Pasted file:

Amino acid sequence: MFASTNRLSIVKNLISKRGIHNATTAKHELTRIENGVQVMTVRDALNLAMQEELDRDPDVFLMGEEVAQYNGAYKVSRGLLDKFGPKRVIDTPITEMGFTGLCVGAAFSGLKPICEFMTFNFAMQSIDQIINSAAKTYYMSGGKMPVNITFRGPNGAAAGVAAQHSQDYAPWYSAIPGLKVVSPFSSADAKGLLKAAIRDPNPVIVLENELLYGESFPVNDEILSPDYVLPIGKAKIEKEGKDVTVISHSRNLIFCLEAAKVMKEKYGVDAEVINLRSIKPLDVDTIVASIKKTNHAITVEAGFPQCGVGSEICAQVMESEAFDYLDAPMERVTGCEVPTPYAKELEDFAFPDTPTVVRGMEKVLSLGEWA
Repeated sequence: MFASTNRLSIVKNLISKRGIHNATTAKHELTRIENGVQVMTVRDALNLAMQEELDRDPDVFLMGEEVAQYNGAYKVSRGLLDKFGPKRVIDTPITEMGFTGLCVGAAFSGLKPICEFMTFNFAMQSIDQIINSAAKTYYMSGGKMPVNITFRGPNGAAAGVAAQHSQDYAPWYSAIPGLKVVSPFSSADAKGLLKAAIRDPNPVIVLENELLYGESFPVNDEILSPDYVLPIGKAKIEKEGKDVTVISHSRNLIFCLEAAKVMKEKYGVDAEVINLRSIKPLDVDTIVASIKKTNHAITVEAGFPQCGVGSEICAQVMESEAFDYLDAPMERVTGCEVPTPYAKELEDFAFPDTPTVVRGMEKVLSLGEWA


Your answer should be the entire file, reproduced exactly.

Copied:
Amino acid sequence: MFASTNRLSIVKNLISKRGIHNATTAKHELTRIENGVQVMTVRDALNLAMQEELDRDPDVFLMGEEVAQYNGAYKVSRGLLDKFGPKRVIDTPITEMGFTGLCVGAAFSGLKPICEFMTFNFAMQSIDQIINSAAKTYYMSGGKMPVNITFRGPNGAAAGVAAQHSQDYAPWYSAIPGLKVVSPFSSADAKGLLKAAIRDPNPVIVLENELLYGESFPVNDEILSPDYVLPIGKAKIEKEGKDVTVISHSRNLIFCLEAAKVMKEKYGVDAEVINLRSIKPLDVDTIVASIKKTNHAITVEAGFPQCGVGSEICAQVMESEAFDYLDAPMERVTGCEVPTPYAKELEDFAFPDTPTVVRGMEKVLSLGEWA
Repeated sequence: MFASTNRLSIVKNLISKRGIHNATTAKHELTRIENGVQVMTVRDALNLAMQEELDRDPDVFLMGEEVAQYNGAYKVSRGLLDKFGPKRVIDTPITEMGFTGLCVGAAFSGLKPICEFMTFNFAMQSIDQIINSAAKTYYMSGGKMPVNITFRGPNGAAAGVAAQHSQDYAPWYSAIPGLKVVSPFSSADAKGLLKAAIRDPNPVIVLENELLYGESFPVNDEILSPDYVLPIGKAKIEKEGKDVTVISHSRNLIFCLEAAKVMKEKYGVDAEVINLRSIKPLDVDTIVASIKKTNHAITVEAGFPQCGVGSEICAQVMESEAFDYLDAPMERVTGCEVPTPYAKELEDFAFPDTPTVVRGMEKVLSLGEWA